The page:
#53 The English Patient

The English Patient (1996)

Dir: Anthony Minghella

Well that was beautiful, but very sad.

Set around the time of World War II a pilot (Ralph Fiennes) is shot down and badly burned, he’s disfigured terribly and ends up in the care of a military medical unit, but not knowing his name he’s simply referred to as ‘the English patient’. A young nurse called Hana (Juliette Binoche) decides that the travelling of the unit is causing her patient too much distress, so the two of them are left in a deserted monastery essentially to wait for him to die. Through a series of flashbacks his story is told, that of a tragic romance (with a woman played by Kristen Scott Thomas) and the events that led to his being in such a state.

This film garnered 9 Academy Award wins including best picture, best director and best cinematography. These three elements really are bright together beautifully. The locations are fantastic and very well shot, filmed on location in Italy and Tunisia, they fell so real and have such a wonderful sense of depth that would be hard to achieve from sets. Minghella (who sadly passed away in 2008) does exactly what should be done in film, by making sure the story is shown rather than just told, with very little in the way of the patient (who was formerly Count Laszlo de Almásy) just recounting it to someone, as could have easily been done, but as much as possible is put up on screen to speak for itself.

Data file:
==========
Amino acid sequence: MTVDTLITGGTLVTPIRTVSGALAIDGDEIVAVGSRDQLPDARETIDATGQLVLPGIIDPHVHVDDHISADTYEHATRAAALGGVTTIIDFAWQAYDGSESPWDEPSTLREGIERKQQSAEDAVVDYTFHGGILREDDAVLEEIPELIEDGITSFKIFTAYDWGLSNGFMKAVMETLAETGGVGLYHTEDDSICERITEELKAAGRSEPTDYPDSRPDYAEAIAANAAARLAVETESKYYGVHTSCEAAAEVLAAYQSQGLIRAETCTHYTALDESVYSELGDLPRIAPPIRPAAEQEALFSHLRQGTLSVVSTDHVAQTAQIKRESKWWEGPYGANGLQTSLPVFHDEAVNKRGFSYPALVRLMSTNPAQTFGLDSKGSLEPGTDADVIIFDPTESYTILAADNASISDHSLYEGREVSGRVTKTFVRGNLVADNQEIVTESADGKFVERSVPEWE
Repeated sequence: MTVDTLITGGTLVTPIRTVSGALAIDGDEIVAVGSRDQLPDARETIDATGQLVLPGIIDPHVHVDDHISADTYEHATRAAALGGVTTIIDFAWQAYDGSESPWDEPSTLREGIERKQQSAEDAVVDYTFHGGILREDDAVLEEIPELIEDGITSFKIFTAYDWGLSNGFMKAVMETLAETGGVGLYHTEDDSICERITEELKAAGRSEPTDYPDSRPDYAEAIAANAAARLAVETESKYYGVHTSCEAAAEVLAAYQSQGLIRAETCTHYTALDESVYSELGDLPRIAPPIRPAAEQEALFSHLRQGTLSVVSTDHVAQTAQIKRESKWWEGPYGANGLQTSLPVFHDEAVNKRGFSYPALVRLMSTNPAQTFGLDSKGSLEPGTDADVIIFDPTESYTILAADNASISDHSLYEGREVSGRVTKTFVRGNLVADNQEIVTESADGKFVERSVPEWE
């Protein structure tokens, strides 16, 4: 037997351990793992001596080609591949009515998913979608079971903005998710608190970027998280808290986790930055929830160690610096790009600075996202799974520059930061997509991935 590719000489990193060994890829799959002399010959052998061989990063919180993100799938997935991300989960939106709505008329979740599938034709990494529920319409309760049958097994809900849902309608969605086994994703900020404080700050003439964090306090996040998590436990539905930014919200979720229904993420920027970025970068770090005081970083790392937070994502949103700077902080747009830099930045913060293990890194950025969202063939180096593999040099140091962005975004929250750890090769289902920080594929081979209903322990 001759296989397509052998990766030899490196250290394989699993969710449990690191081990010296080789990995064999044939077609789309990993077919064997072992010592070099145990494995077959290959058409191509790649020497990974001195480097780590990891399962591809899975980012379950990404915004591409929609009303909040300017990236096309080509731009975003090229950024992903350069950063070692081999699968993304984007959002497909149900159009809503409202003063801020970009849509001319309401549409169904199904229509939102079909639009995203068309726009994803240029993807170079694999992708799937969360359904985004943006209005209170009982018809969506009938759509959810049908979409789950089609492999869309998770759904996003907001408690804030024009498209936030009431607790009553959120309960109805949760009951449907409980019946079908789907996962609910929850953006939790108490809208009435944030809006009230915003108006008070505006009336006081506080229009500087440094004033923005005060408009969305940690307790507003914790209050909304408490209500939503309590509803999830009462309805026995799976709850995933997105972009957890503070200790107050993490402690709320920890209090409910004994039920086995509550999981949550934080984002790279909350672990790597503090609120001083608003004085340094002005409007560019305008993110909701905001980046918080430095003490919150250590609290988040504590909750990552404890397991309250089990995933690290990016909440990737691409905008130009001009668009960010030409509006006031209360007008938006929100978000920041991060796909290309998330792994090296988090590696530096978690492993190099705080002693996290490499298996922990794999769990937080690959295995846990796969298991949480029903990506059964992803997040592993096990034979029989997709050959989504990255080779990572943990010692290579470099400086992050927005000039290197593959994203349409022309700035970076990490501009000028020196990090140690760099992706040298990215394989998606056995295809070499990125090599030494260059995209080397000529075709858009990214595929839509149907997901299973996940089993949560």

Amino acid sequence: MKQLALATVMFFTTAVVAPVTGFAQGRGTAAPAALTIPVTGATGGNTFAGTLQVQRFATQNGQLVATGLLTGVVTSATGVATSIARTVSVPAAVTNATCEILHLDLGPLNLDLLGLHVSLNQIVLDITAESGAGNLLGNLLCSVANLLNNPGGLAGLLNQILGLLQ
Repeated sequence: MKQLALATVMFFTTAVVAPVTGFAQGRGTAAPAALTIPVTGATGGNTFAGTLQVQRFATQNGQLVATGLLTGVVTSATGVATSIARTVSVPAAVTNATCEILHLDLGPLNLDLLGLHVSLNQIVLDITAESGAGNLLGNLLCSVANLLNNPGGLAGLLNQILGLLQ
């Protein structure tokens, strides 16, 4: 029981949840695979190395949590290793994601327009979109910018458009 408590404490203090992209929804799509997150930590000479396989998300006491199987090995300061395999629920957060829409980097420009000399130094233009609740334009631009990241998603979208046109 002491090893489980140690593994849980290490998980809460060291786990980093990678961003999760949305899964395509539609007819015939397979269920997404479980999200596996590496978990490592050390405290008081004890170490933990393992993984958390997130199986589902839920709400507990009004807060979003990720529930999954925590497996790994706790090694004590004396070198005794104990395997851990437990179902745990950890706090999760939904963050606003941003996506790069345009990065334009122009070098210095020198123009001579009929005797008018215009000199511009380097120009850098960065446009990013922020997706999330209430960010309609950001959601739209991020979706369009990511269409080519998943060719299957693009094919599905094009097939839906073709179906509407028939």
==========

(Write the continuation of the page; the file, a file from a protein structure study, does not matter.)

The performances are excellent, though Ralph Fiennes and Kristen Scott Thomas were both nominated for best lead actor and actress respectively, they failed to win the Oscars. I was quite surprised by that, especially for Fiennes who puts in a fantastically complex performance. His character is so many different things at points in the narrative, the horribly disfigured patient, the geographer of few words, and the erudite and impassioned lover. Simply for being able to pull off all of these different elements in one role yet hold them all together in a way that was cohesive as the same character is a real skill.

It’s no bucket of laughs, partly because of the war setting that entails some characters inevitably dying, and partly because of the heartbreaking tale of love. Though when it’s so elegantly told, and so cinematically presented, it becomes a film worth becoming melancholy over.

Poster.englishpatient

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